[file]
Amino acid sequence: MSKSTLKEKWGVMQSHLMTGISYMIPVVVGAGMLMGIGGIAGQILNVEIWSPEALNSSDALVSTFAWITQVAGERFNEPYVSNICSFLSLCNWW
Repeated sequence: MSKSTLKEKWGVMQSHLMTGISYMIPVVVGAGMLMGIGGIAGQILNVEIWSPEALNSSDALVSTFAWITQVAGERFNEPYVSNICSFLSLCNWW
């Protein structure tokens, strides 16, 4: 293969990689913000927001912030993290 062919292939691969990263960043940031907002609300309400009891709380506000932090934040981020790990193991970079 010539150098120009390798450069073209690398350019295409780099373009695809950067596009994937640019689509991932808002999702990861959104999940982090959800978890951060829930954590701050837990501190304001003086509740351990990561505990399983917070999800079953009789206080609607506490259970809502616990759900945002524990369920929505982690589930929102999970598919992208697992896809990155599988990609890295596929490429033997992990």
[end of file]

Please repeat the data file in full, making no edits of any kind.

Amino acid sequence: MSKSTLKEKWGVMQSHLMTGISYMIPVVVGAGMLMGIGGIAGQILNVEIWSPEALNSSDALVSTFAWITQVAGERFNEPYVSNICSFLSLCNWW
Repeated sequence: MSKSTLKEKWGVMQSHLMTGISYMIPVVVGAGMLMGIGGIAGQILNVEIWSPEALNSSDALVSTFAWITQVAGERFNEPYVSNICSFLSLCNWW
């Protein structure tokens, strides 16, 4: 293969990689913000927001912030993290 062919292939691969990263960043940031907002609300309400009891709380506000932090934040981020790990193991970079 010539150098120009390798450069073209690398350019295409780099373009695809950067596009994937640019689509991932808002999702990861959104999940982090959800978890951060829930954590701050837990501190304001003086509740351990990561505990399983917070999800079953009789206080609607506490259970809502616990759900945002524990369920929505982690589930929102999970598919992208697992896809990155599988990609890295596929490429033997992990």